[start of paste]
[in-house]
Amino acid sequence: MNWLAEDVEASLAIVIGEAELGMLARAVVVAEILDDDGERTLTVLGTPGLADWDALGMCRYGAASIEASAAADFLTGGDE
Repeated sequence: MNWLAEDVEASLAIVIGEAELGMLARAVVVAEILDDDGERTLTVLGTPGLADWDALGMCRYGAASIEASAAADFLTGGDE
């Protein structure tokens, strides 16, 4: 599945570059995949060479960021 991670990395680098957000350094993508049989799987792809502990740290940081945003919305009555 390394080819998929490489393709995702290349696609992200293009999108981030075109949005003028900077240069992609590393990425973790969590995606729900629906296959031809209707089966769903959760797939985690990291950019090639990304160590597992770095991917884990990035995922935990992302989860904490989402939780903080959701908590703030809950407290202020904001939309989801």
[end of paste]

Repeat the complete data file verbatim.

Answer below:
[in-house]
Amino acid sequence: MNWLAEDVEASLAIVIGEAELGMLARAVVVAEILDDDGERTLTVLGTPGLADWDALGMCRYGAASIEASAAADFLTGGDE
Repeated sequence: MNWLAEDVEASLAIVIGEAELGMLARAVVVAEILDDDGERTLTVLGTPGLADWDALGMCRYGAASIEASAAADFLTGGDE
């Protein structure tokens, strides 16, 4: 599945570059995949060479960021 991670990395680098957000350094993508049989799987792809502990740290940081945003919305009555 390394080819998929490489393709995702290349696609992200293009999108981030075109949005003028900077240069992609590393990425973790969590995606729900629906296959031809209707089966769903959760797939985690990291950019090639990304160590597992770095991917884990990035995922935990992302989860904490989402939780903080959701908590703030809950407290202020904001939309989801």